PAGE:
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The first step in planning a great cruise is also the most important one: booking it. Vacations can be made or broken based on how good a job you do when booking. No pressure, right? Fortunately, we’ve got a whole slew of cruise booking tips guaranteed to help you navigate these most treacherous of waters! Here are 17 cruise booking mistakes to avoid.
1. Booking based on price alone.
Let’s be real, if you’re simply booking a cruise to get away and truly don’t care where you go, this probably wouldn’t be a mistake. But for the vast majority of us, ports of call matters a lot, and so does the ship and cruise line we choose. These are all factors to take into consideration, so look at which ports and ship you think will be a good fit, and go from there within your means.
2. Not discussing the cruise with people going.
If you’re taking your spouse and two kids on your cruise vacation, you should probably get at least a bit of their input on it (especially your spouse!). Is there an excursion that half the family wouldn’t be interested in? Is there a particular experience someone wants to have, or a ship they’re dying to sail? The ages of any children sailing with you will somewhat determine how much involvement they have. But as much as possible, try to include everyone.
3. Not researching the ship.
What happens if you and your family love water parks, thrill experiences, or Broadway-style shows and you board your ship onto to find out they’re just not there? Or what if you’re looking for a relaxing, luxurious experience and end up on a ship filled with kids and family activities? Neither of these things would automatically mean you’re going to have a horrible time, but it probably means you didn’t do your research. Looking online is the best place to find up-to-date info on all of the lines and ships that are a possibility for your destination and budget. That way, you’ll find the ship that works best for your personal preferences.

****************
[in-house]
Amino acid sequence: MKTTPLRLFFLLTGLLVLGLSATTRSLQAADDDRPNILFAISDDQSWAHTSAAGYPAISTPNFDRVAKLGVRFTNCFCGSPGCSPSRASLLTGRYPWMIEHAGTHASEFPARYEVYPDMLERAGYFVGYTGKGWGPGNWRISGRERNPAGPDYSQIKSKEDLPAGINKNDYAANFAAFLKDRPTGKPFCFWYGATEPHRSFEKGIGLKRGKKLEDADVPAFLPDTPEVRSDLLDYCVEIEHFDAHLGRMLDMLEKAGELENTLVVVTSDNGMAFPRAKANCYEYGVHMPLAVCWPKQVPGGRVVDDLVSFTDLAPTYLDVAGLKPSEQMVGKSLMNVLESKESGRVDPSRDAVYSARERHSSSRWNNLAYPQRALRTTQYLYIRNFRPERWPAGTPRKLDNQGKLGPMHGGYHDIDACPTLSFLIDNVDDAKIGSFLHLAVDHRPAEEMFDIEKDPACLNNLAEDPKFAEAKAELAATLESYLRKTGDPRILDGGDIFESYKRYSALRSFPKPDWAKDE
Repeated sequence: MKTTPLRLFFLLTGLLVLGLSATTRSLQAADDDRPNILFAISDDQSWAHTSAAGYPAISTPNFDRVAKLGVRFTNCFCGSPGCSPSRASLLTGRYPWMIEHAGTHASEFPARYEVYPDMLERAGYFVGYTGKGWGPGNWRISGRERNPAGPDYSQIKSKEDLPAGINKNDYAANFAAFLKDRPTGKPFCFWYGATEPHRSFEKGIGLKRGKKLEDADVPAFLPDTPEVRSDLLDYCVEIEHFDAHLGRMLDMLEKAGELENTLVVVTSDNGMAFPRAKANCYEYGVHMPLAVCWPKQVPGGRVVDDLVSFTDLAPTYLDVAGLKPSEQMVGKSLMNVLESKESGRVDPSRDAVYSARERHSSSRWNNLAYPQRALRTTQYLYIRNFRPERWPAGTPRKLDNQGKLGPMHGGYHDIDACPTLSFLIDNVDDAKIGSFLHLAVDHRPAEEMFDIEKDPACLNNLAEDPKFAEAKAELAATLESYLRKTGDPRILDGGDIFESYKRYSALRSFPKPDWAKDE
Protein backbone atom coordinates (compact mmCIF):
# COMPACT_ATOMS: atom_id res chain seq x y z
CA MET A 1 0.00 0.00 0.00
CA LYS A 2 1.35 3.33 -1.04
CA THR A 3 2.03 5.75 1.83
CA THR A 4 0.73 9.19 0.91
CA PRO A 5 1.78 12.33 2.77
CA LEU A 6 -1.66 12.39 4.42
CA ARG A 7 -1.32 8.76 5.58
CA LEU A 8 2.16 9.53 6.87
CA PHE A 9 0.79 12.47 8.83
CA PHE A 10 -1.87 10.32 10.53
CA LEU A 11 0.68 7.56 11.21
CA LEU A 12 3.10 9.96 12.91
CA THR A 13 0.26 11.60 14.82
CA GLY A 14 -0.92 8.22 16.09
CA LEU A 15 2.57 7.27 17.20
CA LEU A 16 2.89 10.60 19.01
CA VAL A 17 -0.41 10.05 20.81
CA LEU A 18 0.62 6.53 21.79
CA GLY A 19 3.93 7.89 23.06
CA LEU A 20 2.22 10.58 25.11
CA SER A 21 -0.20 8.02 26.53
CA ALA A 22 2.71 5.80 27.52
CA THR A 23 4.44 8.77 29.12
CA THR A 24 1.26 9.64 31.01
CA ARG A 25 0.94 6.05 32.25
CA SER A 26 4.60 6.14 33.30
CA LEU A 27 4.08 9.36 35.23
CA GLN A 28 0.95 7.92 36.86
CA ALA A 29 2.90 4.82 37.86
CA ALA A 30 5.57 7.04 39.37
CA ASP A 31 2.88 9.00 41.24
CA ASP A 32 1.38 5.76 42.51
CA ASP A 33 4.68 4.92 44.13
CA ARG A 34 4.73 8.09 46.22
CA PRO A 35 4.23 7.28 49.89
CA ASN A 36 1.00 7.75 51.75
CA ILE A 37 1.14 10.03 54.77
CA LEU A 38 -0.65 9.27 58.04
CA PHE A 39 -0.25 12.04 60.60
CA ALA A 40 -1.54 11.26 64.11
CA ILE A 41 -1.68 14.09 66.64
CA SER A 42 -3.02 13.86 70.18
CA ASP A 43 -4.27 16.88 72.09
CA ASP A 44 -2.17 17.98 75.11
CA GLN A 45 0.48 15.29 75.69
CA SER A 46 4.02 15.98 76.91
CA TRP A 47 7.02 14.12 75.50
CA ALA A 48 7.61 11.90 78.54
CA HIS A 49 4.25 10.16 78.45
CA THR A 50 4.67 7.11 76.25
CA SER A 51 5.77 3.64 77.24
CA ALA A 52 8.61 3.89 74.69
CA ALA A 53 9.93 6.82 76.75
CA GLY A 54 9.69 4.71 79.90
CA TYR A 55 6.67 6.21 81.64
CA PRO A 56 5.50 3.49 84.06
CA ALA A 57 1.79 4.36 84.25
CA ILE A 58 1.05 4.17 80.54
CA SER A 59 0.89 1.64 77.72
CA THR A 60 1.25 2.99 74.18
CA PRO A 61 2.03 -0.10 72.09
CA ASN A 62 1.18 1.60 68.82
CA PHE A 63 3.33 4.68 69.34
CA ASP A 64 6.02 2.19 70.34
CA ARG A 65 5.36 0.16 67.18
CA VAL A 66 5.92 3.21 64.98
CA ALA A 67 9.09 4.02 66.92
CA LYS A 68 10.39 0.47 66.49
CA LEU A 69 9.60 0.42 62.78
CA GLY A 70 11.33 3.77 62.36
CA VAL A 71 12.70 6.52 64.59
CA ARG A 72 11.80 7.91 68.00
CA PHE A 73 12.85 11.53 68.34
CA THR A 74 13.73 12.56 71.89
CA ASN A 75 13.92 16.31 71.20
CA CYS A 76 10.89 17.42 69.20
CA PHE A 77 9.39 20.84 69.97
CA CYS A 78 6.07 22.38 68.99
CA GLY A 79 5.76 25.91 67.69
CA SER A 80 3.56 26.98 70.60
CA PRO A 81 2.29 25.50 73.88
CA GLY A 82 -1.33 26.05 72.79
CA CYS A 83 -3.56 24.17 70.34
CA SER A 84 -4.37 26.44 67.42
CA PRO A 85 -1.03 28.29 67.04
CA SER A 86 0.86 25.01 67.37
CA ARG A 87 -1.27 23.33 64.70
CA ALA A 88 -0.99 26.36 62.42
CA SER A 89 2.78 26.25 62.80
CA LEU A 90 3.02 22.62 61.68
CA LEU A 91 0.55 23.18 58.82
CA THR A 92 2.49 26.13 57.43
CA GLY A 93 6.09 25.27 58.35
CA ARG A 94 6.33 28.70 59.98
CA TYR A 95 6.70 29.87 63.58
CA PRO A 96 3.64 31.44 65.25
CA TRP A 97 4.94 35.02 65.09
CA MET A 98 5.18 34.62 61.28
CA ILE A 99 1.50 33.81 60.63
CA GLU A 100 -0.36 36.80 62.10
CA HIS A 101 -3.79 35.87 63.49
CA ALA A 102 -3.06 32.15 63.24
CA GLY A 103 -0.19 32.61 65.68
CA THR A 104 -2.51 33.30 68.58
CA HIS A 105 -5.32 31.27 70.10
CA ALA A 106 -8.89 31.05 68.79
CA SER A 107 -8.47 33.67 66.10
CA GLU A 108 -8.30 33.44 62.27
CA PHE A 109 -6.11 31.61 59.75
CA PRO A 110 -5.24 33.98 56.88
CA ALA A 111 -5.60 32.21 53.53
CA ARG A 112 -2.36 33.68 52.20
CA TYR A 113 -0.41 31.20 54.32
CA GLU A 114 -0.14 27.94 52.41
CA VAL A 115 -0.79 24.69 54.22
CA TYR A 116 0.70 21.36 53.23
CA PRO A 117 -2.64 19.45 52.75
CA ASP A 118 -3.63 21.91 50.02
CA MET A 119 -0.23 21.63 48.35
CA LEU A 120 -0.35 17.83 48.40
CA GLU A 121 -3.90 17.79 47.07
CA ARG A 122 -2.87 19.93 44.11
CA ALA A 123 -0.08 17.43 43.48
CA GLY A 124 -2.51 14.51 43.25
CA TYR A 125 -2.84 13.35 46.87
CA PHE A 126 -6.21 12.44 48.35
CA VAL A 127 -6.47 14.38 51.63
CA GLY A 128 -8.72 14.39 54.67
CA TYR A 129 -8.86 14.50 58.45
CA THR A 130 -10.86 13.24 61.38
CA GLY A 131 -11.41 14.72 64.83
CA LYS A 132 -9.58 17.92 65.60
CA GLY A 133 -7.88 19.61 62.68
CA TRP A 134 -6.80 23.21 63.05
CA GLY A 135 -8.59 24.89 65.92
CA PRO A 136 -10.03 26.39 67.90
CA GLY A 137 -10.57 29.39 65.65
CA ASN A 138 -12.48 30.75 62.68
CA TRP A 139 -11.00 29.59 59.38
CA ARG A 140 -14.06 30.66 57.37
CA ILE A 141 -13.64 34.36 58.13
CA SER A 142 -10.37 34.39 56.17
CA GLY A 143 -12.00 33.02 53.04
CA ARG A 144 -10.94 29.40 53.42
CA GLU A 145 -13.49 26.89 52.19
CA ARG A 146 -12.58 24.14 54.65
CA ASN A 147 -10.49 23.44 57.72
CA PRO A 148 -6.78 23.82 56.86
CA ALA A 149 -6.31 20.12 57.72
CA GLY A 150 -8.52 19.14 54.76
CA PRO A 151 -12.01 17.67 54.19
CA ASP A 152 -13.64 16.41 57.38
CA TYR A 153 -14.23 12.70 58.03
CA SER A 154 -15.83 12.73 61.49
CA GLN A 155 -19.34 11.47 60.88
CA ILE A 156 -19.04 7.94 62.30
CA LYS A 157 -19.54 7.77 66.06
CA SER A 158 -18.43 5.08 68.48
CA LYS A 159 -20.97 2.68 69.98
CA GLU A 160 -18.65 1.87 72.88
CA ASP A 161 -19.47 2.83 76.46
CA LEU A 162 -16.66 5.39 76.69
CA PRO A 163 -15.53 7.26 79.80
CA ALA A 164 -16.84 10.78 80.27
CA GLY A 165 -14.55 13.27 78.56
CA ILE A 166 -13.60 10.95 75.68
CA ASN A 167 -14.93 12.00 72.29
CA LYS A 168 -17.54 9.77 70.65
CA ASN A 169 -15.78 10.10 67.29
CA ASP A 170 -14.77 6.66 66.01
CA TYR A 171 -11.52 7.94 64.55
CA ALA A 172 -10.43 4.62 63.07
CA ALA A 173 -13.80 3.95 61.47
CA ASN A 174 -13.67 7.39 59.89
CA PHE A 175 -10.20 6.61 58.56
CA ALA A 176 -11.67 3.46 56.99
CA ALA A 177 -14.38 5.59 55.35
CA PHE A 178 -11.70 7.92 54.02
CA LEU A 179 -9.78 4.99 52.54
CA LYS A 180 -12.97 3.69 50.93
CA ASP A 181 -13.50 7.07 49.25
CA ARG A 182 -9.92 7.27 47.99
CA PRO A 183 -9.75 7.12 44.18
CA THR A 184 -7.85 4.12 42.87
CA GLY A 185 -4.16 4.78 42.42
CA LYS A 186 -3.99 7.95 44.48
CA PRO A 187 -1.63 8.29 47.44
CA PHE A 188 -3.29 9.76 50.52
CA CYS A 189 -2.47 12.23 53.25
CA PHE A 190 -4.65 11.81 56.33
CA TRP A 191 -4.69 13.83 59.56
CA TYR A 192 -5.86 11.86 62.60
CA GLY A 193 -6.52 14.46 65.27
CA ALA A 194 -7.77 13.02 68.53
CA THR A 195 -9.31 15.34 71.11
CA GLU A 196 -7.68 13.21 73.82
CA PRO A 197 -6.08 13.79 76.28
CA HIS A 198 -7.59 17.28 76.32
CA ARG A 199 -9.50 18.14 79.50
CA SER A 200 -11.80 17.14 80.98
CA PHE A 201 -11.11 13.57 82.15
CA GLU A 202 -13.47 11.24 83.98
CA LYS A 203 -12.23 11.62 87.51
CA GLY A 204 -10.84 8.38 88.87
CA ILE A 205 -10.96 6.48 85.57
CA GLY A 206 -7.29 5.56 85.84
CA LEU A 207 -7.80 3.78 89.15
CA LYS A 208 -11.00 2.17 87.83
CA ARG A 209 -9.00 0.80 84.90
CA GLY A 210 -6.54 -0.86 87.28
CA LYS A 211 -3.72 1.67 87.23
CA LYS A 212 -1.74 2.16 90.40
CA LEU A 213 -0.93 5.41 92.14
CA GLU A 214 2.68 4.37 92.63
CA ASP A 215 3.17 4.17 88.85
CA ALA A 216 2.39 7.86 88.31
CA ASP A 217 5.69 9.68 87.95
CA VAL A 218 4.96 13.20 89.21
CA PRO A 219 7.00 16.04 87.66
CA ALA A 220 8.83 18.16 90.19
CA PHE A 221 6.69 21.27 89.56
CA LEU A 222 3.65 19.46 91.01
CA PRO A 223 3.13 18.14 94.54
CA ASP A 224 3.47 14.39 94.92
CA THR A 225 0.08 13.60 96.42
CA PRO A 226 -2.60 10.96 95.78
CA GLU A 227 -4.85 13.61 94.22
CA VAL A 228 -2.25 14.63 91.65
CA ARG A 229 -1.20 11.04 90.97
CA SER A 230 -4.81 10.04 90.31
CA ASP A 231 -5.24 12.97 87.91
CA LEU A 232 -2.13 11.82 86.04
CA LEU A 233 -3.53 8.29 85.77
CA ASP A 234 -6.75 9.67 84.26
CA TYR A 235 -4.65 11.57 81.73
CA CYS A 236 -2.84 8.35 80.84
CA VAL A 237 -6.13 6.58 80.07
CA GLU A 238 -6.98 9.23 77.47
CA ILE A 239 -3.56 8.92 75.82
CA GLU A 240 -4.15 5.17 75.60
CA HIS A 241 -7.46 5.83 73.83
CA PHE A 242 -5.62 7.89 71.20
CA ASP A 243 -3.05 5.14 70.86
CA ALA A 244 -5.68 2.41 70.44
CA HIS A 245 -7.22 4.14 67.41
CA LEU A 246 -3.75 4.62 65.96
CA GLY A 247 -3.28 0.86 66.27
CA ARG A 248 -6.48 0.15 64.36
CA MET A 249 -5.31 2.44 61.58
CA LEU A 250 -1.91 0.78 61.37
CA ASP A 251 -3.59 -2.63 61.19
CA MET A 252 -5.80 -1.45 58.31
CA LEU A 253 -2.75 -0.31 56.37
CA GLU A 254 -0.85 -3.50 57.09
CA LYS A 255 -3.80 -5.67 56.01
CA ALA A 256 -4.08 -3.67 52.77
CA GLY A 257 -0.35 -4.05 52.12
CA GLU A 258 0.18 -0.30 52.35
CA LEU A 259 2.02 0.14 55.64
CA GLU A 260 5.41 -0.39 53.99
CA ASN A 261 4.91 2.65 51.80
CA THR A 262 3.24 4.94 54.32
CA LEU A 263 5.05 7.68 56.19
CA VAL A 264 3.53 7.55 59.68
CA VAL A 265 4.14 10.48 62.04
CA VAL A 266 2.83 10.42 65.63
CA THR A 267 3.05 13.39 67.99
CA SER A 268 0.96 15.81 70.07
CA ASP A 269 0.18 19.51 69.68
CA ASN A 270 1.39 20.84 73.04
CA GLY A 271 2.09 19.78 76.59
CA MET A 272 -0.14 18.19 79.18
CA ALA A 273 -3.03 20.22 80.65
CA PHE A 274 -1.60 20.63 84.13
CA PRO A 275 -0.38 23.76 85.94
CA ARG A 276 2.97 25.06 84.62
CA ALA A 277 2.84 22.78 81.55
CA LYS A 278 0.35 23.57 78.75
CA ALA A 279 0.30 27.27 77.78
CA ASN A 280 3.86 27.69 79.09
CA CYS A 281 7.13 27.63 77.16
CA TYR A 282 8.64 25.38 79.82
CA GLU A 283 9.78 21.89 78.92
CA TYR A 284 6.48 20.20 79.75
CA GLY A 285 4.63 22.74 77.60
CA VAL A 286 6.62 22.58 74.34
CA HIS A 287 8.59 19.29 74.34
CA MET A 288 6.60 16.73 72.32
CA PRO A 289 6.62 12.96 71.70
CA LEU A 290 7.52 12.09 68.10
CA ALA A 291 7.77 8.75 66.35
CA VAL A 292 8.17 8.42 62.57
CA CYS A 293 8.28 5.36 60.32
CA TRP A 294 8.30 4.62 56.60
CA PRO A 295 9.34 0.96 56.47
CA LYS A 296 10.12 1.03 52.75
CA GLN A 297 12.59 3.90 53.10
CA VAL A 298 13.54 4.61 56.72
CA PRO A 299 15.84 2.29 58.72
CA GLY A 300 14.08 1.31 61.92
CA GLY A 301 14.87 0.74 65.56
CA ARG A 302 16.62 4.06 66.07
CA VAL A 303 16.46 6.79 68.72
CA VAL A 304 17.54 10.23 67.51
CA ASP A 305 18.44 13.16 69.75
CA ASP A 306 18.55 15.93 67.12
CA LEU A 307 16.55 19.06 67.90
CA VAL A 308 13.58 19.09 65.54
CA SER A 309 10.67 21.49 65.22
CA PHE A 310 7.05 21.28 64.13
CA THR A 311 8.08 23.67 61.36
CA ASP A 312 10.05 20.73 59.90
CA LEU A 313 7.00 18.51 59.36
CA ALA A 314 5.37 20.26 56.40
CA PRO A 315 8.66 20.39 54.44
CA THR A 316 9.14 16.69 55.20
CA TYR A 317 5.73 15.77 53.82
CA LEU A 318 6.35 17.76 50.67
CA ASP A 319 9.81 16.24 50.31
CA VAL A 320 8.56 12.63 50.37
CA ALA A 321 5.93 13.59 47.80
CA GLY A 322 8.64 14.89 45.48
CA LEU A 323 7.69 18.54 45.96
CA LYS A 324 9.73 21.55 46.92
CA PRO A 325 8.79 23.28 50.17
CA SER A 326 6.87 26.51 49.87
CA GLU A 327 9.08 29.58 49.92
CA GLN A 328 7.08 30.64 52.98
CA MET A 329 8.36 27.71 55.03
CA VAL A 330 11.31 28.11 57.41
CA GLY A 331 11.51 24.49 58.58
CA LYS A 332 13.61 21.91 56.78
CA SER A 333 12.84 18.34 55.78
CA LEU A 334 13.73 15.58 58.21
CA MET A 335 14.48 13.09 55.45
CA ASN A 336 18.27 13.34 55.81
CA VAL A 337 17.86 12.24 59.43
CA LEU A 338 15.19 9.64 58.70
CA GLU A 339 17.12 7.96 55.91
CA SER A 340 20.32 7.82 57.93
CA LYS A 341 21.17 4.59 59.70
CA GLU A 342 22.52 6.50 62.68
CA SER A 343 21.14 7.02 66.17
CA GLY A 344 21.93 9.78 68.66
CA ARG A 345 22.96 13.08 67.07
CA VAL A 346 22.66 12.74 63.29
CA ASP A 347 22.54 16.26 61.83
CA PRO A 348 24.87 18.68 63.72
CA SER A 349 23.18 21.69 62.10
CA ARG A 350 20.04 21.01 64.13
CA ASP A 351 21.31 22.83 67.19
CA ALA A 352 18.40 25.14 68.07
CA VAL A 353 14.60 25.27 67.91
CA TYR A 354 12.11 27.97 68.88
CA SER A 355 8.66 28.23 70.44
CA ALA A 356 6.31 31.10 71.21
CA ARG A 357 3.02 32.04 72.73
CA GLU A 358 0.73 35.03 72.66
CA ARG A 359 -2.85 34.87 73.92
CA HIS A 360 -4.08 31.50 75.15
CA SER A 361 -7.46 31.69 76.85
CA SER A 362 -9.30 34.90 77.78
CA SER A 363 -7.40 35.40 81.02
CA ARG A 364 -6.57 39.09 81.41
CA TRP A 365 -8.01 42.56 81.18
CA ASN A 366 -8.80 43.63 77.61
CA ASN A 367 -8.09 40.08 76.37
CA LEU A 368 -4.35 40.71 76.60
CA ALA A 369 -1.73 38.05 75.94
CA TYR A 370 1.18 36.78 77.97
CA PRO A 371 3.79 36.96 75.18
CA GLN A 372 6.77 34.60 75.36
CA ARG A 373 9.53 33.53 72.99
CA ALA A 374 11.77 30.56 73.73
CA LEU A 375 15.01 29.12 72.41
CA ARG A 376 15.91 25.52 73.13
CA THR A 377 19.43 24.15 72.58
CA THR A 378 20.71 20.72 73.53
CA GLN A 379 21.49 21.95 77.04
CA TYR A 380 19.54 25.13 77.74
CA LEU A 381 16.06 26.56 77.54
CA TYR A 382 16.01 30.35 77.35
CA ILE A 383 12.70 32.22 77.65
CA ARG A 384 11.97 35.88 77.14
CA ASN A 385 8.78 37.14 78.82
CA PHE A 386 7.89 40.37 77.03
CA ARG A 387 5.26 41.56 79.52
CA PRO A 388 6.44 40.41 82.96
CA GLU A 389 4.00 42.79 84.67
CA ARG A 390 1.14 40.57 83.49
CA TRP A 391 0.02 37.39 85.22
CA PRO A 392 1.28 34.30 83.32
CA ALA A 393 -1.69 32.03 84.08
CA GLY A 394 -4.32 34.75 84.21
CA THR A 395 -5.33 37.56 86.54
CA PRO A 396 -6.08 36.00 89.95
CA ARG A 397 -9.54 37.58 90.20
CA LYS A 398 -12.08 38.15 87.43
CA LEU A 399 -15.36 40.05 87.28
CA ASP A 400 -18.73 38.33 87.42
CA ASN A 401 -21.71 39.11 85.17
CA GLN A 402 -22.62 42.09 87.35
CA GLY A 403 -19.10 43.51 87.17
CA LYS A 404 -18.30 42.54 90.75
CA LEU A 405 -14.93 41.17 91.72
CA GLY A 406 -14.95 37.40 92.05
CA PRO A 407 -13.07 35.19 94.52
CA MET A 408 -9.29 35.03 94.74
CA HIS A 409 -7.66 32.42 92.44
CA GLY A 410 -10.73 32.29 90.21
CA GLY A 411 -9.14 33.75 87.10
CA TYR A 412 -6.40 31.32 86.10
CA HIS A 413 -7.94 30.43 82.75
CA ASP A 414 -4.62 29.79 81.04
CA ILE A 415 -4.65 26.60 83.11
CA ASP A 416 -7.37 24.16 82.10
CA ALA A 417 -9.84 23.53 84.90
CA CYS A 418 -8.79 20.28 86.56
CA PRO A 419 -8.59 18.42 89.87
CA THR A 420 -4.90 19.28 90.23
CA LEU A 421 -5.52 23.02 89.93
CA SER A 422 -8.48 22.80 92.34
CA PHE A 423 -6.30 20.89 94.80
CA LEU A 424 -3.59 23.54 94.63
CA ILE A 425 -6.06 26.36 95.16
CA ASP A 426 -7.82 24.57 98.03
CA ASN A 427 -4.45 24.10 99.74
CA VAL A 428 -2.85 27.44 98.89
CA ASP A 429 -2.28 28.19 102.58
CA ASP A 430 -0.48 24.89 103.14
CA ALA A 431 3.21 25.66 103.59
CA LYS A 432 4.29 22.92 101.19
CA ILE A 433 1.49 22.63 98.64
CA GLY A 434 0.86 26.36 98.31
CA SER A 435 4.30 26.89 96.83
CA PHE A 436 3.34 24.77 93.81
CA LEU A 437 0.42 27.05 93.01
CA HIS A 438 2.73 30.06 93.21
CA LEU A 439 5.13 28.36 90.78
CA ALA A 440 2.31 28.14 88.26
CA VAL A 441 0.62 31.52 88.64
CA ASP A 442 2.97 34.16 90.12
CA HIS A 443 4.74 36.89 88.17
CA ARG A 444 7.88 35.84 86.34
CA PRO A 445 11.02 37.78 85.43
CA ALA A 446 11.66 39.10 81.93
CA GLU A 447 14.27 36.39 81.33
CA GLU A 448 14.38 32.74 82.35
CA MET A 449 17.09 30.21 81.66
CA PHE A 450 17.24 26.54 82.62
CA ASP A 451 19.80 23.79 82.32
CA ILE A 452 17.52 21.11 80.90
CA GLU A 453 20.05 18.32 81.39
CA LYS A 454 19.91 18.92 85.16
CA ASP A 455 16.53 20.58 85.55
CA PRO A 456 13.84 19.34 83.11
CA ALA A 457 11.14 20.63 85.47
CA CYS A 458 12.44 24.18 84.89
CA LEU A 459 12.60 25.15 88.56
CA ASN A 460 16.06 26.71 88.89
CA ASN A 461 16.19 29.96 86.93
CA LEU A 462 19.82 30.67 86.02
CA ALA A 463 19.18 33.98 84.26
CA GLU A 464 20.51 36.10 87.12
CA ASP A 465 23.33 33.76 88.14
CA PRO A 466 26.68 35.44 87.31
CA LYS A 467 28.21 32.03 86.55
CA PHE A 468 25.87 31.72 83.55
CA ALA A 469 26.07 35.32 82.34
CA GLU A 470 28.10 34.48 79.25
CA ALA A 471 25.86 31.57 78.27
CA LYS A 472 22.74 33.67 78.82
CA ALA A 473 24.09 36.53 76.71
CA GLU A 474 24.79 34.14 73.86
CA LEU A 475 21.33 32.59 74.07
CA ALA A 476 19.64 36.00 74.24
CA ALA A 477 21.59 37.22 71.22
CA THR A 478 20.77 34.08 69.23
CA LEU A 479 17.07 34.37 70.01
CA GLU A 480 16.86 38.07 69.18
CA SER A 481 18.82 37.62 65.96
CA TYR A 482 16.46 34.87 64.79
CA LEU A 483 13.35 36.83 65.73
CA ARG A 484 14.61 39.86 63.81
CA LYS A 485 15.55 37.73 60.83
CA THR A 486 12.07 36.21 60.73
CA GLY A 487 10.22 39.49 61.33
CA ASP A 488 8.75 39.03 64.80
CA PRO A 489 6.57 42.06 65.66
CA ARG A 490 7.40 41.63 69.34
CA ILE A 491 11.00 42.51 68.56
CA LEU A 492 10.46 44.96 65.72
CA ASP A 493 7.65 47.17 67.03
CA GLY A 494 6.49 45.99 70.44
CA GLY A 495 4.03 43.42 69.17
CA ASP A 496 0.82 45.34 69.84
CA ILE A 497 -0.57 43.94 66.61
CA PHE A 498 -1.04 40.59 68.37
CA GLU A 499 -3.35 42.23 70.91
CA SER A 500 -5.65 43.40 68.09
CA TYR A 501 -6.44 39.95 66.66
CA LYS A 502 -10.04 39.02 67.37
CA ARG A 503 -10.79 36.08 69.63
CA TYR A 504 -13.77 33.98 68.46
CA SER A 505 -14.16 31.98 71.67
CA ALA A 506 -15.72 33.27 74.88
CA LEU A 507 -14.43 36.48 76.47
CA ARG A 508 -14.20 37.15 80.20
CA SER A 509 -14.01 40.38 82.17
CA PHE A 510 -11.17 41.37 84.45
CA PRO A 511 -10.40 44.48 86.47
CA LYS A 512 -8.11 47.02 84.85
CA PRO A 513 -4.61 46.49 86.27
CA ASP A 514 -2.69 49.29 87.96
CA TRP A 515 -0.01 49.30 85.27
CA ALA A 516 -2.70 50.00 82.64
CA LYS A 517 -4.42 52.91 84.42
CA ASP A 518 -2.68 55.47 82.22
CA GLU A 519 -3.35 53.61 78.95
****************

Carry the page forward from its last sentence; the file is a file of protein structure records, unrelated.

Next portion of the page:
4. Researching TOO much, leaving nothing to the imagination.
On the flipside, spending every waking evening watching every video and reading every article about your ship is overkill. Research enough to feel confident that the ship is right for your family, and that you’ve made your list of must-do’s while onboard (as well as pre-booking any dining or entertainment experiences that need that) but once all of the essentials are covered, take a step back. The less you know about your cruise ahead of time, the more surprised you’ll be once you’re actually on it.
5. Booking the wrong type of cruise line.